"Because we need people to know that for the first time VR is possible at a consumer level," he said. "And it's so amazing that we know about it, we're so excited, but you really have to experience it to believe it. So we have to take every opportunity to propagate it and let people notice."
Yoshida said he doesn't really even care who is spreading the message about virtual reality gaming coming to the mainstream, even if it's Facebook's Oculus Rift, as long as the message gets out there.
"We are basically offering similar experiences and we have the same interest to get people excited and to believe in VR," he said. "So that's really important for us."
And, on top of that, Sony needs developers to start playing with their tech, he added.
Yoshida declined to say how many of the development kits they've sent out to teams, but said they are releasing them in "bunches."
"We have a long list of waiting developers," he said.
Why would a developer want to spend the time creating a game for something that may never come out?
Adam Boyes, vice president of publisher and developer relations at PlayStation, said the company is careful not to build up expectations for the device to developers.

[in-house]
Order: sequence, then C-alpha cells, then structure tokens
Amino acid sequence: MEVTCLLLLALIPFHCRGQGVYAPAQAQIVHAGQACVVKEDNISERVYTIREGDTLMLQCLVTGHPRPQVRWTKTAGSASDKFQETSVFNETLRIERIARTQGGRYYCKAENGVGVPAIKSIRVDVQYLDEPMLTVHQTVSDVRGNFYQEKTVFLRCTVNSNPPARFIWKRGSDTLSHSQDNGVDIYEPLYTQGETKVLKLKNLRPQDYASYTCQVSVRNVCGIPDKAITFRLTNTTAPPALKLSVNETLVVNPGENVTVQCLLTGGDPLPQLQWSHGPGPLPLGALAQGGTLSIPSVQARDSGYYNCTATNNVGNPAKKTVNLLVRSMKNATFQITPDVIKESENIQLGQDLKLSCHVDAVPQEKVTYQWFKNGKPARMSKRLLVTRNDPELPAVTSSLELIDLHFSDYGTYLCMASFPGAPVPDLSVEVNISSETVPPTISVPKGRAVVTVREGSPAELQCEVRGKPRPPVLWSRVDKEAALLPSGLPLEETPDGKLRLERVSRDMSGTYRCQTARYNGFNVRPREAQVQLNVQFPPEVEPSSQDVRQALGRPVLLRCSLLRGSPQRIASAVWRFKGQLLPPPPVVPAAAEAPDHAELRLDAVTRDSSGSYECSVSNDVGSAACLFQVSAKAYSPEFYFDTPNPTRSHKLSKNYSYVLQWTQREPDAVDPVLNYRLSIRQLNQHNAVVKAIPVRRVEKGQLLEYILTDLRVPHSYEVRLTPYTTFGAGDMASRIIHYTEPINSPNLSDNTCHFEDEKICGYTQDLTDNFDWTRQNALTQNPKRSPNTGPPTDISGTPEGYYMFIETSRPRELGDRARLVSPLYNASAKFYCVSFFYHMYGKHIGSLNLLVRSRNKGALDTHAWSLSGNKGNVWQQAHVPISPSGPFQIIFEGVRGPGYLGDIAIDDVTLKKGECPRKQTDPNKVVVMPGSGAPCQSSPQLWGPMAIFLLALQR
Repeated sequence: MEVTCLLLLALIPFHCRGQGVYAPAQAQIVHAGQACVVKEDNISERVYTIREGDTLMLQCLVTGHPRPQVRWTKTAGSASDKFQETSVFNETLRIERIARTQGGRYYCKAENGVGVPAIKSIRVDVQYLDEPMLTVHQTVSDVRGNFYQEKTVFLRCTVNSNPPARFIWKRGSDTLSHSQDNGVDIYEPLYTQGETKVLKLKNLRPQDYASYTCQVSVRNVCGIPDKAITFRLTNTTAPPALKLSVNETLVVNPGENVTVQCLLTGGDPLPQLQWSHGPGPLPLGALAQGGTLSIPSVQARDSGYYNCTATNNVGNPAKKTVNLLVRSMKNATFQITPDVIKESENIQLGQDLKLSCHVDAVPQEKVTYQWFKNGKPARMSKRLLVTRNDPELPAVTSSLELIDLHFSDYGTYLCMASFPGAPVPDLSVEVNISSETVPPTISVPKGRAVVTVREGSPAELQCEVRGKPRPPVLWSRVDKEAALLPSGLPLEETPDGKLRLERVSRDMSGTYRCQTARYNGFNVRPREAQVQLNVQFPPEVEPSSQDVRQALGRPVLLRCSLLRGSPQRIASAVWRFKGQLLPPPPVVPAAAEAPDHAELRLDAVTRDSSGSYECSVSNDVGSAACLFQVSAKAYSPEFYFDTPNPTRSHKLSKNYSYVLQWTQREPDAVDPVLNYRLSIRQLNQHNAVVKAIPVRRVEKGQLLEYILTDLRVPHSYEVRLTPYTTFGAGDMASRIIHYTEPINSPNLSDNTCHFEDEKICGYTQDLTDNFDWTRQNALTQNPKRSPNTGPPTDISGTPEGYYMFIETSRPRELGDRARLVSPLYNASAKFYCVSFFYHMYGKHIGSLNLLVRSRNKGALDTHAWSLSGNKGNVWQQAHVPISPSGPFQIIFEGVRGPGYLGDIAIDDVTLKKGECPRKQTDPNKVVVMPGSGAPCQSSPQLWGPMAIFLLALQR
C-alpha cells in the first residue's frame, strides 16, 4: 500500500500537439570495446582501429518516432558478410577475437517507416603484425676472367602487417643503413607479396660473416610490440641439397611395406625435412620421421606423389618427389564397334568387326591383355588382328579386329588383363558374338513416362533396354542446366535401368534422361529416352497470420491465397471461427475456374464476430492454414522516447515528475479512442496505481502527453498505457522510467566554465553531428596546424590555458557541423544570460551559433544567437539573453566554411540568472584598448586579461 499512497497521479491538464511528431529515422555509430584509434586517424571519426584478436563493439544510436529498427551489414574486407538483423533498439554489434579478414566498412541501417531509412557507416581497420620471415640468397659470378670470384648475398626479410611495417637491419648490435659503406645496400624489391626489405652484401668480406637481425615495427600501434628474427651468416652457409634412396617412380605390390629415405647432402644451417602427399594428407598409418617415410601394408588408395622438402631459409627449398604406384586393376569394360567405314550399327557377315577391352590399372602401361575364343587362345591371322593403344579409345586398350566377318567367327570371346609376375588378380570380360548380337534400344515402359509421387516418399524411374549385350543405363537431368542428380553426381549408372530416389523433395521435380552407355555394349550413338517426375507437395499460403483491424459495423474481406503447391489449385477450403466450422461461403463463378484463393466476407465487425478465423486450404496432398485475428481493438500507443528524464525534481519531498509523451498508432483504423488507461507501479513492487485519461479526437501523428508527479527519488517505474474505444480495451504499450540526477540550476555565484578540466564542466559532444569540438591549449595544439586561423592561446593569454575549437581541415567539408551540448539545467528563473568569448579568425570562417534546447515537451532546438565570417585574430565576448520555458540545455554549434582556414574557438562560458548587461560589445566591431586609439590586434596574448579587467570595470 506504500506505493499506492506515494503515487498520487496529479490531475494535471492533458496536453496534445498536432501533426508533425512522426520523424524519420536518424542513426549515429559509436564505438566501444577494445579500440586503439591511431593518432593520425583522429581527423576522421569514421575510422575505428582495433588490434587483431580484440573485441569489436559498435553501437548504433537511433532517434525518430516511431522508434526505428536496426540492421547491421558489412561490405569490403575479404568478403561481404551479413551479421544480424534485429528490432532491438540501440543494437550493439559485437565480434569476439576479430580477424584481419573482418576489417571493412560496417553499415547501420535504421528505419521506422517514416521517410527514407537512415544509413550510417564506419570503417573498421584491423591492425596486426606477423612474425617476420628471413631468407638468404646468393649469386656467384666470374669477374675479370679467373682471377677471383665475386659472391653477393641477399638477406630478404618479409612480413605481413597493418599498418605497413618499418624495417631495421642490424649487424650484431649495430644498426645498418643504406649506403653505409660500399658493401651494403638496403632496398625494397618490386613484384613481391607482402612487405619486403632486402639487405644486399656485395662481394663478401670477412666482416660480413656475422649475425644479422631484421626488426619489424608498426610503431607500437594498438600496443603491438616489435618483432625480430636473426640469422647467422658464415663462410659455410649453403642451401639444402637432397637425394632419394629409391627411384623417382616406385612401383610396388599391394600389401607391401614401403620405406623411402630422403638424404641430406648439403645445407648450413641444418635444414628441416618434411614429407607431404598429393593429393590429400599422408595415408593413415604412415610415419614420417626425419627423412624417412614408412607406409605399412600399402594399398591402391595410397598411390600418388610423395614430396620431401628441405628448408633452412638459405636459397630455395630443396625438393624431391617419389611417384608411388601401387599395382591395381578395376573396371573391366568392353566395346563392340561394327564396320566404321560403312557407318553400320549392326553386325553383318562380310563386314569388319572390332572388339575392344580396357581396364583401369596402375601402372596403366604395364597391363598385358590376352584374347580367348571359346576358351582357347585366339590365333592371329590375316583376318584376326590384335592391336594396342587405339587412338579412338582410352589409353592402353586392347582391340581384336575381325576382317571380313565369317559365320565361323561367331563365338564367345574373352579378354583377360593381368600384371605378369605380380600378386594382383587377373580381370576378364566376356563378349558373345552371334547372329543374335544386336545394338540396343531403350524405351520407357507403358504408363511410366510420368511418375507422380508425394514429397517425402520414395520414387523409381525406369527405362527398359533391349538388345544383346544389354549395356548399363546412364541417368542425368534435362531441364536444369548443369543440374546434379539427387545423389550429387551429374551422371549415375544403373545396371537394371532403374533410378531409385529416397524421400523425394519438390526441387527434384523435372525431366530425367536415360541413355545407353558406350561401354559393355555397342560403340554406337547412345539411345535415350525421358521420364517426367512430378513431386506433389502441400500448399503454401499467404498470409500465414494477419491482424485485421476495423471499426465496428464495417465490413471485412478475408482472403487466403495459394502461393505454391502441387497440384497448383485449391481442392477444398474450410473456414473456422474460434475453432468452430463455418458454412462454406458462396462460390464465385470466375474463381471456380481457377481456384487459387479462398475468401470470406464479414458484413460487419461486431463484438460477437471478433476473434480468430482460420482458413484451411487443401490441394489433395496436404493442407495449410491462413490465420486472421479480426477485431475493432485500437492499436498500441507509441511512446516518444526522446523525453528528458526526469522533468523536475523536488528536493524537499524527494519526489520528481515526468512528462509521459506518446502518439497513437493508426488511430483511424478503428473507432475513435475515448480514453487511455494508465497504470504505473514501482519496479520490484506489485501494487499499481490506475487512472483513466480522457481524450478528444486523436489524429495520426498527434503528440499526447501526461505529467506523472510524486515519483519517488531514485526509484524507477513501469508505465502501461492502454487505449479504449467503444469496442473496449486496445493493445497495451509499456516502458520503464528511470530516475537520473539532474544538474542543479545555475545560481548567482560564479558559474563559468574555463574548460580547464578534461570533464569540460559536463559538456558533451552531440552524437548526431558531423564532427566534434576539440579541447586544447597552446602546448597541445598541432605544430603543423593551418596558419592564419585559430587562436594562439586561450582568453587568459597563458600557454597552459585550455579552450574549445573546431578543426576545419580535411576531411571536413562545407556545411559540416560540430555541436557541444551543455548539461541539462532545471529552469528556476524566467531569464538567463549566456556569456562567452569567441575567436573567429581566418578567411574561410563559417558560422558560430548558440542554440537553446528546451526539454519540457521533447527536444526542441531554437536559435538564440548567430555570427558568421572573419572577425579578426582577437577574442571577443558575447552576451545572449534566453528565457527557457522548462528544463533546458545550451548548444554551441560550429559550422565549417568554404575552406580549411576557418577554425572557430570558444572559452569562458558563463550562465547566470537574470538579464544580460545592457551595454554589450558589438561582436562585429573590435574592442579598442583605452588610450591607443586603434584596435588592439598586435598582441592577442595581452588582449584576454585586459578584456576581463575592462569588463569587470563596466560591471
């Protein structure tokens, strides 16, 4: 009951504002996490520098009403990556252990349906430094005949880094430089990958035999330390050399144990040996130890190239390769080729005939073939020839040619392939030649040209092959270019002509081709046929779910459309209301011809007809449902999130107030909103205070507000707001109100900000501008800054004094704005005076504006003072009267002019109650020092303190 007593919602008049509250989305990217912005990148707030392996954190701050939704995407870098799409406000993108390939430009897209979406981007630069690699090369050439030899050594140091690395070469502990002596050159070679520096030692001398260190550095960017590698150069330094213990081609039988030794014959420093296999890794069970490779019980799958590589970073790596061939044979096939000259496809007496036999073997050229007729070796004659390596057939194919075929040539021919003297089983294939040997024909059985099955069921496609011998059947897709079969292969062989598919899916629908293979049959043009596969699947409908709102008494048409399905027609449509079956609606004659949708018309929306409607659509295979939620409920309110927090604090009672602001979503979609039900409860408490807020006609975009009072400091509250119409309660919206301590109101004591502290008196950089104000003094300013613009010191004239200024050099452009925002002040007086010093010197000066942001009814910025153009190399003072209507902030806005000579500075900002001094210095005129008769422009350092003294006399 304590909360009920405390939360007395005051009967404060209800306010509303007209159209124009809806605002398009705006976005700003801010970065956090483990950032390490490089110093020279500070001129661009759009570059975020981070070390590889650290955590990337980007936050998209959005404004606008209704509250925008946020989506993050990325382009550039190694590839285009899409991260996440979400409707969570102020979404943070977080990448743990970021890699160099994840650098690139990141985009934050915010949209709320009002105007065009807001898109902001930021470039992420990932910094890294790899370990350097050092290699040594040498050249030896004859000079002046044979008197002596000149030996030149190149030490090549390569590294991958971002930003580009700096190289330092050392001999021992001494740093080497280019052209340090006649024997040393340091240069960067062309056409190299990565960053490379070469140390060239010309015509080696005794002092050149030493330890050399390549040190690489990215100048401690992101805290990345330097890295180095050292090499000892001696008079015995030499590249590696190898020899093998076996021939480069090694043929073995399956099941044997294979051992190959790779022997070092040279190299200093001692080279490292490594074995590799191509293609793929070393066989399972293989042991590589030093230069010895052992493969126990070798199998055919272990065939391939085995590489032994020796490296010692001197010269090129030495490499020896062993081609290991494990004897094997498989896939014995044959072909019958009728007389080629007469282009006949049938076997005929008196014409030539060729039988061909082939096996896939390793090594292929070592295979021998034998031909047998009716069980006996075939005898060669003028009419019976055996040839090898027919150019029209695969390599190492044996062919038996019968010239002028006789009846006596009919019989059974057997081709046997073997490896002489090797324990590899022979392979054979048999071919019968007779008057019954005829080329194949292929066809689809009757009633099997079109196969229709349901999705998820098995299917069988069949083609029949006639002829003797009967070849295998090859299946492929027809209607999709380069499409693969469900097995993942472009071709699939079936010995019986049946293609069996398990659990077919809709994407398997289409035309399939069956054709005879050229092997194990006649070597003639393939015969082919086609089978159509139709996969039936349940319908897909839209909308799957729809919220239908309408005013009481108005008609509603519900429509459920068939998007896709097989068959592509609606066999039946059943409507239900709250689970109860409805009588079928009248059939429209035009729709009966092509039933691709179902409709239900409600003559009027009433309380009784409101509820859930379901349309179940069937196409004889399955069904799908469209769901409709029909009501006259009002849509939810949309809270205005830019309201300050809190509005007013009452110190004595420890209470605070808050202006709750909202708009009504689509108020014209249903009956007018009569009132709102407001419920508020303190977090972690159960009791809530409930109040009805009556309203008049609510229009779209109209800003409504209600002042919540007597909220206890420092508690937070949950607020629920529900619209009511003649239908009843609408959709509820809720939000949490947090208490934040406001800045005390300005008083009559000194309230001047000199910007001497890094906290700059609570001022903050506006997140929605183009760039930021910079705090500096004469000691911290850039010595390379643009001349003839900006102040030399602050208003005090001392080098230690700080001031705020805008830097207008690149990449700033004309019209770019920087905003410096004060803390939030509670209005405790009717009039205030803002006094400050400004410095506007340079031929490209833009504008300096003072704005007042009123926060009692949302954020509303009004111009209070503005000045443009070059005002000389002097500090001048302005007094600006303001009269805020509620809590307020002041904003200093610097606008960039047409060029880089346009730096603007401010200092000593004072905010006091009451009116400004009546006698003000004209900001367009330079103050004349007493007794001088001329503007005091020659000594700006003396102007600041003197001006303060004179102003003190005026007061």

"What we say to them is, ‘We're going on a journey, there's no release date,'" he said. "So the caveat's around. We don't know what the price point is going to be. We don't know if we're going to bundle any content with it. We know none of that. So we're going on a journey and you're free to go on that journey with that information. And because many have been doing parallel VR work they say, ‘Hey, I want to try that. I want to see how that works.' "
When and if Sony starts to finalize their plans for a release, Boyes said, they'll start discussing those details with developers.
"But we're definitely rolling out the dev kits and people have been trying some cool stuff out," he said.
And, at least so far, the process has been building up a sort of buzz among developers. The more they show it to people, Boyes said, the more people want to make things for it.
"So as we demo it to more and more publishers and developers, they get interested and so do the studio heads when they start playing around with it," he said. "I was literally at an event and I was chatting with some of the senior staff and they were asking ‘What could we do with this?' I was like, ‘Let's get together and do a brainstorming session.' Because you have to think about how do you build something from the ground up for it."
From Oculus to Morpheus